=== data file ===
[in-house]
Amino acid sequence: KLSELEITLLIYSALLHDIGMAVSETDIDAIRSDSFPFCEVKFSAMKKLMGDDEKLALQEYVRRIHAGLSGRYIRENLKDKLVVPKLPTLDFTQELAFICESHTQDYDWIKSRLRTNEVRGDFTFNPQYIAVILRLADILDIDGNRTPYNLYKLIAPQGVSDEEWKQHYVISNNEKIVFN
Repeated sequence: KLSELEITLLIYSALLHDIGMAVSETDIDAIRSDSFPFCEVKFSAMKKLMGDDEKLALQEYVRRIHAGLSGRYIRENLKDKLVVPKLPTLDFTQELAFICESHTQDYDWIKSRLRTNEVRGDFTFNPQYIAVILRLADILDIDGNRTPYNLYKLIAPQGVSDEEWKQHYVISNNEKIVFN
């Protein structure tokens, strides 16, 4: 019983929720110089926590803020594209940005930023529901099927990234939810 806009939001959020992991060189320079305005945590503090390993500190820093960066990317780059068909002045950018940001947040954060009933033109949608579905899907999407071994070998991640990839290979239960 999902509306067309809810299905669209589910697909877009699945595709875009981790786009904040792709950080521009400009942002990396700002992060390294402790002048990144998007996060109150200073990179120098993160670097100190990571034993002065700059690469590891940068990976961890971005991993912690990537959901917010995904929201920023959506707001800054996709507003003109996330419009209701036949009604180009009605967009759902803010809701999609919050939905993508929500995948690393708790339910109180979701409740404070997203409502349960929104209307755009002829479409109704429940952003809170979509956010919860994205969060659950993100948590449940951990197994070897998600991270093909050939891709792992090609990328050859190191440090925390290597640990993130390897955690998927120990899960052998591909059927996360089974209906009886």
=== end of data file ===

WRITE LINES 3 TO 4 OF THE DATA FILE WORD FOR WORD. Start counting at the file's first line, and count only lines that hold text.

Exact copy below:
Repeated sequence: KLSELEITLLIYSALLHDIGMAVSETDIDAIRSDSFPFCEVKFSAMKKLMGDDEKLALQEYVRRIHAGLSGRYIRENLKDKLVVPKLPTLDFTQELAFICESHTQDYDWIKSRLRTNEVRGDFTFNPQYIAVILRLADILDIDGNRTPYNLYKLIAPQGVSDEEWKQHYVISNNEKIVFN
């Protein structure tokens, strides 16, 4: 019983929720110089926590803020594209940005930023529901099927990234939810 806009939001959020992991060189320079305005945590503090390993500190820093960066990317780059068909002045950018940001947040954060009933033109949608579905899907999407071994070998991640990839290979239960 999902509306067309809810299905669209589910697909877009699945595709875009981790786009904040792709950080521009400009942002990396700002992060390294402790002048990144998007996060109150200073990179120098993160670097100190990571034993002065700059690469590891940068990976961890971005991993912690990537959901917010995904929201920023959506707001800054996709507003003109996330419009209701036949009604180009009605967009759902803010809701999609919050939905993508929500995948690393708790339910109180979701409740404070997203409502349960929104209307755009002829479409109704429940952003809170979509956010919860994205969060659950993100948590449940951990197994070897998600991270093909050939891709792992090609990328050859190191440090925390290597640990993130390897955690998927120990899960052998591909059927996360089974209906009886």